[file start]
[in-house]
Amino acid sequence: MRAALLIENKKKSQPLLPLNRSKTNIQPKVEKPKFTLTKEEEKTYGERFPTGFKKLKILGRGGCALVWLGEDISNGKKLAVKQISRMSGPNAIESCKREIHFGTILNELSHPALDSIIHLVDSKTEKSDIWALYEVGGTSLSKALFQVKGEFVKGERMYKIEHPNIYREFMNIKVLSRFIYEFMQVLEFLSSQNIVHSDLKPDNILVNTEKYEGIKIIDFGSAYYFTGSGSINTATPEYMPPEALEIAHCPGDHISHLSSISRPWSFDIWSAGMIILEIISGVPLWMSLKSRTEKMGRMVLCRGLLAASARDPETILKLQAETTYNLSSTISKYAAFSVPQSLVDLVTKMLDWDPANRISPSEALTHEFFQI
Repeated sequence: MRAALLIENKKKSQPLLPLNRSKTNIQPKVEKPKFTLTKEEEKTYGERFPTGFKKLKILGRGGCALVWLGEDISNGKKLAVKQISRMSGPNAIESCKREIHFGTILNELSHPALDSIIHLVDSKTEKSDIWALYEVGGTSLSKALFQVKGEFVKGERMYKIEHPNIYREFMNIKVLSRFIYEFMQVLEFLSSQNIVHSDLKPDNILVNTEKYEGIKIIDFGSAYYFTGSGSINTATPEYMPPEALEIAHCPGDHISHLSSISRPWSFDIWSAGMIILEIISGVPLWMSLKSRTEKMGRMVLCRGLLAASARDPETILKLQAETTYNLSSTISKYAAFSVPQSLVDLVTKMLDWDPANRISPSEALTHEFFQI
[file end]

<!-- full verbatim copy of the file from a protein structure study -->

[in-house]
Amino acid sequence: MRAALLIENKKKSQPLLPLNRSKTNIQPKVEKPKFTLTKEEEKTYGERFPTGFKKLKILGRGGCALVWLGEDISNGKKLAVKQISRMSGPNAIESCKREIHFGTILNELSHPALDSIIHLVDSKTEKSDIWALYEVGGTSLSKALFQVKGEFVKGERMYKIEHPNIYREFMNIKVLSRFIYEFMQVLEFLSSQNIVHSDLKPDNILVNTEKYEGIKIIDFGSAYYFTGSGSINTATPEYMPPEALEIAHCPGDHISHLSSISRPWSFDIWSAGMIILEIISGVPLWMSLKSRTEKMGRMVLCRGLLAASARDPETILKLQAETTYNLSSTISKYAAFSVPQSLVDLVTKMLDWDPANRISPSEALTHEFFQI
Repeated sequence: MRAALLIENKKKSQPLLPLNRSKTNIQPKVEKPKFTLTKEEEKTYGERFPTGFKKLKILGRGGCALVWLGEDISNGKKLAVKQISRMSGPNAIESCKREIHFGTILNELSHPALDSIIHLVDSKTEKSDIWALYEVGGTSLSKALFQVKGEFVKGERMYKIEHPNIYREFMNIKVLSRFIYEFMQVLEFLSSQNIVHSDLKPDNILVNTEKYEGIKIIDFGSAYYFTGSGSINTATPEYMPPEALEIAHCPGDHISHLSSISRPWSFDIWSAGMIILEIISGVPLWMSLKSRTEKMGRMVLCRGLLAASARDPETILKLQAETTYNLSSTISKYAAFSVPQSLVDLVTKMLDWDPANRISPSEALTHEFFQI